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Features

Mackenzie Ebber's E30

Photography by Mackenzie Ebbers @mackenzie.e30

As I sat in Penny under the hot July sun, in line with 100+ cars waiting to enter the Bellevue College parking garage for Stancewars, it finally hit me. We did it. Stancewars picks their Top100 cars from hundreds of entries and my car had made it. There were cars in attendance that had twice the amount of money and time spent on them, but it didn’t matter because I had a vision for my build that had been recognized and rewarded. There are some cars that are just special, and now more people then just myself could fully appreciate this beautiful E30 I call Penny. It’s hard to believe that it has already been over 3 years since I bought Penny, but like they say time flies when you’re having fun.

After months of searching Craigslist for the right car I took a chance on a 1989 325i sedan from a small import dealer in Southampton, New Jersey (I was living on the East Coast at the time). She wasn’t my first choice, but when I saw the car in person I knew this was something very special. The car miraculously had a fresh coat of beautiful paint, the IS trunk spoiler (I would add IS side skirts and front lip later to complete the look) immaculate interior, and every single button and switch was working. There was no question I was buying this car. After the first wash/detail I think it really set in how beautiful this car was, and what a gem I had stumbled upon.

Fast forward a few months and my boyfriend Bryant and I were planning to move back to my hometown of Seattle, of course there was no question of selling Penny so we shipped her cross country on a car carrier. Moving back to Seattle brought with it quite a few more car shows, some new fun car friends, and more inspiration for my build.

In the fall of 2015 I approached the wheel builder Spinfab about building some BBS RS’s, and as luck would have it he had the exact specs and color on hand. My only request was that I wanted the hex caps and wheel hardware to be plated in 18k rose gold, and after a few color tests the perfect shade was found. I chose bubble lips, white faces, and dark blue and silver hex caps to compliment the rose gold. I was already planning on bags so the size and fitment I went for was 16x8.5" in the front and 16x9" in the back with et8 all around. Only about a month after the wheels arrived I contacted Royal Stance to see about their Black Friday Airlift Performance deals, and the opportunity was too good to pass up. Bags were new for us and we didn’t have any friends with bagged cars, but Bryant and I have always done all our own work on our cars and an Airlift install was just another thing to tackle.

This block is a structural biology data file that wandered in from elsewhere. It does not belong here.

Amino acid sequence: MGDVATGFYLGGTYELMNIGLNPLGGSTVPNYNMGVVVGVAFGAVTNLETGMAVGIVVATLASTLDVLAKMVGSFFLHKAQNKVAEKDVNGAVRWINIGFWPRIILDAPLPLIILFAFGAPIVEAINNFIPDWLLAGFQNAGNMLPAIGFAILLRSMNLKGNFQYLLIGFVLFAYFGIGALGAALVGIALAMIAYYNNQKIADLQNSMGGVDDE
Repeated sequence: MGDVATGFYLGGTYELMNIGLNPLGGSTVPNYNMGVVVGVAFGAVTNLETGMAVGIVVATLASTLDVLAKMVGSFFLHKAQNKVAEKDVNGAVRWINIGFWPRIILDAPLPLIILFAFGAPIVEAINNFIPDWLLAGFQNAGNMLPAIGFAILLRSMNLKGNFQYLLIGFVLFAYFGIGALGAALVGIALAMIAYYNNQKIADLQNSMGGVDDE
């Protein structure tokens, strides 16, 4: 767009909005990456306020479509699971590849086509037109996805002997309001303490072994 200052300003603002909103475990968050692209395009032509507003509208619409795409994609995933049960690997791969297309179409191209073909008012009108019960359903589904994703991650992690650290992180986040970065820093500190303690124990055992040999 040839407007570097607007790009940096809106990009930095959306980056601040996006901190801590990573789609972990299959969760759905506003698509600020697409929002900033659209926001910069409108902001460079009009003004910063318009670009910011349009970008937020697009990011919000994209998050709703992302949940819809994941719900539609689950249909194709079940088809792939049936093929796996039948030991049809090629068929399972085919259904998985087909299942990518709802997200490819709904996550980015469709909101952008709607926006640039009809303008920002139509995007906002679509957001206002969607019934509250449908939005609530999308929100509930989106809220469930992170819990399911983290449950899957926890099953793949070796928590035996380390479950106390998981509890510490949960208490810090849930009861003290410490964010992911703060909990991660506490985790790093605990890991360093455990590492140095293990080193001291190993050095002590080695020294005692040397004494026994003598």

Dialing in the fitment for the E30 was a little challenging. For the rear fitment we rolled and pulled the fenders slightly so it would sit fender to lip with no problems. The front was more difficult because of how low the undercarriage of the car hangs, this was solved by raising the engine 1/4th of an inch so the oil pan would clear. Next the camber has to be maxed out and 15mm spacers added to bring the fender and lip closer together, when aired out the sub frame and control arms sit on the ground but lip to fender is 90% there. Once fitment had been sorted we set about building a trunk setup. I wanted a light colored wood floor with a box like attachment to cover the battery. Since the air system was already functioning I wasn’t able to have the air tank powder coated so I opted to wrap it in white vinyl. DIY projects are always something that makes a build even more special.

After our first great show season in Seattle, I knew what I wanted the next project to be, engine bay. Penny was unfortunate enough to have one of the most ugly engine bays I’ve ever seen on an E30. The main problem was the paint on the inside of the hood, and all around the strut towers/bay, pretty much leaving us no choice but to paint it. We started by removing just about everything from the top of the engine, including the valve cover and intake manifold that I sent off for powder coating, and in the mean time we took the time to perform a lot of needed maintenance. For paint we opted to DIY once again and used Paint Scratch base coat and clear coat to paint the bay and inside of the hood. I’ve used Paint Scratch before and with any paint the key is sanding, and at the end of the day it’s a great affordable option. Since rose gold was already an accent on Penny I had the idea to have a few engine bay pieces plated, and once again with the help of Spinfab we made it happen. I am beyond happy with how the engine bay turned out, and I hope more rose gold is to come.

There is something very satisfying about having a vision and being able to bring that to life. I never thought I would be able to build this car exactly how I envisioned, but it just shows when you truly put your mind to something it can happen. I love what I’ve created, because building a car is like creating a piece of art, and I believe Penny is truly a representation of my creativity and taste.


Events

Raceism Event 2013

Photography by Martin Srnka, Norbert Baran, Piotr Błaszczykiewicz & Sylwia Klaczyńska 

Features

Bastien Bochmann's E36 323i Touring

Photography by Bastien Bochmann

It seems that for many, the cars that influenced us most as kids were the ones that received a special place in our hearts. It could have been a dream exotic or simply a family member’s car that meant a great deal to us and in some way left a large impact in our lives. For Bastien that car was a black E36 Touring. He has wanted one ever since his dad owned one when he was a kid. His father’s was a Cosmosblack 318i with clear corners and smoked MHW taillights, lowered on AP springs and sporting AC Schnitzer replicas made by Alutec. He can still distinctly remember every bit of it.